I suppose I will begin with where I am coming from.

I am a Dominant. I do switch with my life partner. In the grand scheme of things, however, the path that I am taking in the lifestyle and what I am seeking I see as a Dominant, however, not as a switch or submissive. So when I talk about the attitudes that submissives have I am discussing first and foremost the things that I am concerned about as a Dominant who will in the near future seek out a submissive of my own. I am also discussing it from my own past experience of having been the one to submit and my submissive time in switch play.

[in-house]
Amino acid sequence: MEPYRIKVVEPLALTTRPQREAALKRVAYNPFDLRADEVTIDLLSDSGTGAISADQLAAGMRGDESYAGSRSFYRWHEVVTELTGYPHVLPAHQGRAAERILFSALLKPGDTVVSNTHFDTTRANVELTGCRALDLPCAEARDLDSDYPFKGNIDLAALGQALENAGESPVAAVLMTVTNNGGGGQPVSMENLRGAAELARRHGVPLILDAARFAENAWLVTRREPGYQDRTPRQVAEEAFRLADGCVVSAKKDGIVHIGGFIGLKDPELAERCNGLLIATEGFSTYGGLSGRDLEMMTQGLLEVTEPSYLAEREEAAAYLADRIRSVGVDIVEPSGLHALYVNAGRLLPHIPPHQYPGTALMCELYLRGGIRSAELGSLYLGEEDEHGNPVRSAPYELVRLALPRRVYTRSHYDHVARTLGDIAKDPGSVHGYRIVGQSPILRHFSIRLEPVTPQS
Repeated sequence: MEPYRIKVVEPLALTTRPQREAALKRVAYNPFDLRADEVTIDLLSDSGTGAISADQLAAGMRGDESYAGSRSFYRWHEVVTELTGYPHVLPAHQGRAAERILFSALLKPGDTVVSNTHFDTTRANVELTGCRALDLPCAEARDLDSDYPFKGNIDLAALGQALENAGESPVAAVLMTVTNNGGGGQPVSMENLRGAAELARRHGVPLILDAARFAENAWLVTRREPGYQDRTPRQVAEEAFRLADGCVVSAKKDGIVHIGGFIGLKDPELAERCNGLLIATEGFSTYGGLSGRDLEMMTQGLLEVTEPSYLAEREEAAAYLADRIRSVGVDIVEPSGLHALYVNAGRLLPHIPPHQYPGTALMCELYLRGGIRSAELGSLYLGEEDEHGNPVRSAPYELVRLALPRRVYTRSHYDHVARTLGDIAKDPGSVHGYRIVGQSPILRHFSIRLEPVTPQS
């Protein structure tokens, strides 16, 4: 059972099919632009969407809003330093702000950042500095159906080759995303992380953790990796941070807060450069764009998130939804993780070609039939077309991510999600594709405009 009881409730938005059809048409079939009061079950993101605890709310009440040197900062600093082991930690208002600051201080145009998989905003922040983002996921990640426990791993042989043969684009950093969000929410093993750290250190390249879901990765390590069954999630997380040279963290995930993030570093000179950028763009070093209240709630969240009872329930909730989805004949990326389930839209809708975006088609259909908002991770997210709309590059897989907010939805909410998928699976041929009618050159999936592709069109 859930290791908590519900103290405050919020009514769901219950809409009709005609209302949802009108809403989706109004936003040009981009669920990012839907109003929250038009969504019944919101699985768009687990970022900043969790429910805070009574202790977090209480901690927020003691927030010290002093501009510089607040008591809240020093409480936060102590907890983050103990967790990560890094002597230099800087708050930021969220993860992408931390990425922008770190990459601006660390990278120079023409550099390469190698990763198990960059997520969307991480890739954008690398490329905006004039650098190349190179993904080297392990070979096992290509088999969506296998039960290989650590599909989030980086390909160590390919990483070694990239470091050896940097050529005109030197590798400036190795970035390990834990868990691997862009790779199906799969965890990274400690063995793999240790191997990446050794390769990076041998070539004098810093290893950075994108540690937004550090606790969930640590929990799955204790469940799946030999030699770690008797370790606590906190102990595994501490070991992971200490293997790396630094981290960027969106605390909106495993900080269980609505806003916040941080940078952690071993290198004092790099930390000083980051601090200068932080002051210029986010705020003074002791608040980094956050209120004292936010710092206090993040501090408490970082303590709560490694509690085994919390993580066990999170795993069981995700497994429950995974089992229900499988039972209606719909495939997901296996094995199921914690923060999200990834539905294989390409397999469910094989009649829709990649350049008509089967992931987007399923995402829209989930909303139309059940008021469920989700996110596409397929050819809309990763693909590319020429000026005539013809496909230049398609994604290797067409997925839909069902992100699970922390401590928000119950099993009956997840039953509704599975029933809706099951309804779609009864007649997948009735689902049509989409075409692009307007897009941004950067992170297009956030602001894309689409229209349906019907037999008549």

I had considered doing one single post where I stand on a soap box and just let loose all of my ideas about submission and what responsibilities that a submissive or s-type has in an M/s or D/s dynamic.

Instead, I am going to break it up into multiple posts where I talk in a little more detail about each aspect that I want.

So, I shall return with my thoughts of Submission and Respect.

A Badge of Pride

A few days ago, I talked about how disturbing it is when the scene becomes judgmental of those who do not play the way others think they should play. Specifically, I was talking about Doms or subs who will ostracize, criticize, and belittle Switches merely because they choose to switch roles, depending on partner or need.

Like a good Dom or a good sub, a good Switch understands the dynamic roles in BDSM and when it is appropriate to switch.